American Bicyclists Executive Director
(Photos © J. Maus)
Todd Boulanger, a well-known transportation planner and former Alice B. Toeclips award winner (2005), has been laid off by the City of Vancouver.
Citing lower than expected budget numbers, City Transportation Manager Thayer Rorabaugh sent an email to staff on Monday that he had decided to elimate the Neighborhood Traffic Program that Boulanger oversaw.
Here’s a snip from that email (emphasis mine):
“It is with deep regret that I inform you that I have to lay off one of our family…Todd was the one who continued to implement the residual portion of the Neighborhood Traffic Program, however, with REET [Real Estate Excise Tax] dollars drying up and general fund dollars in short supply, this program has been eliminated.
Todd has been an asset to our department through his contribution to the neighborhood and bike programs and has helped us to look at the world a little differently. He and I discussed this last week and I ask that we all help to make his final days with Transportation as gratifying as his past ten years have been.”
Boulanger worked with a traffic engineer to implement a number of neighborhood livability measures, including bike lanes, sidewalks, traffic calming features, and more. Speaking on the phone today, Boulanger told me in years past his program had upwards of $800,000 to spend. This year however, that number had dwindled to just $50,000.
According to Boulanger, the Neighborhood Traffic Program was created after the City of Vancouver annexed a large portion of rural areas that were in need of transportation amenities. “At that time,” he said, “There was political impetus fulfill promises to make people’s lives better.”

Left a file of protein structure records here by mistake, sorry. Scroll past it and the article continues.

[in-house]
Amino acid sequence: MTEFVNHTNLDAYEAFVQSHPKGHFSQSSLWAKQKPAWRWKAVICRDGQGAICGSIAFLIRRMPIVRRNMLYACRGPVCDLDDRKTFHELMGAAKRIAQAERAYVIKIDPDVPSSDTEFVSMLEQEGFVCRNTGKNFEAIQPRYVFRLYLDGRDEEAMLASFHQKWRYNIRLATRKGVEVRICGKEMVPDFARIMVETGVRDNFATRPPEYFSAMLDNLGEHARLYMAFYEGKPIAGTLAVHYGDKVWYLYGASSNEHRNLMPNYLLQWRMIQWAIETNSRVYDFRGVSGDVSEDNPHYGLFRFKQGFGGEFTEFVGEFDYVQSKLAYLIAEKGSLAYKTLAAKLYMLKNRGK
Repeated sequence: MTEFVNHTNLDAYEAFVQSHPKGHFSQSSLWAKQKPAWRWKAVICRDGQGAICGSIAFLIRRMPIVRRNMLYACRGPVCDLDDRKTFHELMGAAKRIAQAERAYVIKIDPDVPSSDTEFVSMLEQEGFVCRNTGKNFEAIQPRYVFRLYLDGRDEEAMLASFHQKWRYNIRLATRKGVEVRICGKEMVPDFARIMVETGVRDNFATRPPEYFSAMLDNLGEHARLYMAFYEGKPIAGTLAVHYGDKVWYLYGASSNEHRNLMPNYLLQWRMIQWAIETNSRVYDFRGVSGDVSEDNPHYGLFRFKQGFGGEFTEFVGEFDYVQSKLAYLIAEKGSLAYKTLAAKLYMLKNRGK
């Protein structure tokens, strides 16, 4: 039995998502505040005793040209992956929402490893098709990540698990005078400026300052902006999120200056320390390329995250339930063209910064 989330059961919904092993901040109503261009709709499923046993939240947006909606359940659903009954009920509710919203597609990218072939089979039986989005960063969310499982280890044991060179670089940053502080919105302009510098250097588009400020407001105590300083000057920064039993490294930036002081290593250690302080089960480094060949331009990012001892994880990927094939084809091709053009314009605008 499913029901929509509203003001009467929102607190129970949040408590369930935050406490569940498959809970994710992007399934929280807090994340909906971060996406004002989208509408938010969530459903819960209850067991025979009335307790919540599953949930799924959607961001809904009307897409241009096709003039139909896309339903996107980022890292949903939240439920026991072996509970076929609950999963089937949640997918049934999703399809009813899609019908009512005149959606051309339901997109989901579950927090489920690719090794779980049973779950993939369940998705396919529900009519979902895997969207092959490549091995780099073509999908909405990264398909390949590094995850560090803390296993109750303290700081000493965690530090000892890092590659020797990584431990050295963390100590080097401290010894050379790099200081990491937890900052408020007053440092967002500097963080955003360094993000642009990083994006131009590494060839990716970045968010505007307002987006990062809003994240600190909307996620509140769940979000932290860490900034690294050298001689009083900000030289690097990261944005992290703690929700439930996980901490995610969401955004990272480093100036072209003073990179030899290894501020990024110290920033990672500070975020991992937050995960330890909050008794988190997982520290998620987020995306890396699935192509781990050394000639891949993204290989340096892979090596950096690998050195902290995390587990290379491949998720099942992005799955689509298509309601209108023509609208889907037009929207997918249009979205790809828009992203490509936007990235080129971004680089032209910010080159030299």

Boulanger feels the loss of the program will hurt the city’s ability to respond to neighborhood requests for livability improvements.
Transportation and livability improvements were a top priority for City Council in those days, says Boulanger, but in recent years transportation has fallen down the rung of priorities. These days City Council’s top priorities are waterfront development and police and fire services.
Beyond his official role with the City of Vancouver, Boulanger has been a tireless advocate for bicycling on both sides of the river. His Alice Award in 2005 came on the heels of his successful series of “R U Bridge Curious” rides that helped educate people about how to bike across the I-5 bridge.
While at the City of Vancouver, he helped pioneer a number of innovative programs: He secured an EPA grant to bring electronic, card-access bike lockers to downtown Vancouver; he pioneered use of “speed cushions”, a speed bump design common in Europe that have a cut through for fire-trucks; he installed bike lanes on streets in combination with back-in parking.
Boulanger says one of his last projects will be the completion of the policy and design framework for on-street bike parking facilities (similar to Portland’s bike corrals) for downtown Vancouver.
While he feels the elimination of his position was a bit sudden, Boulanger leaves knowing that the Vancouver bike scene is in much better shape then when he first arrived from Hawaii nearly ten years ago.
During his tenure, Vancouver went from zero bike lane miles to over 70. A new grassroots bike advocacy organization (which Boulanger helped spark) is just getting off the ground, and a few weeks ago The Oregonian published a big story about how biking in Vancouver is on the rise
Boulanger’s last day is June 1st. He told me he plans to do some traveling, visit family, and then start looking for work. The sudden change in career plans has Boulanger thinking about possibly moving to Portland to work for a private firm. With his track record in Vancouver and his popularity in the Portland scene, I don’t think he’ll be unemployed for long.
The vision, expertise, and dedication Boulanger brought to his work had an immeasurable impact on the quality of life of many Vancouver residents and there is no doubt that he and his program will be sorely missed.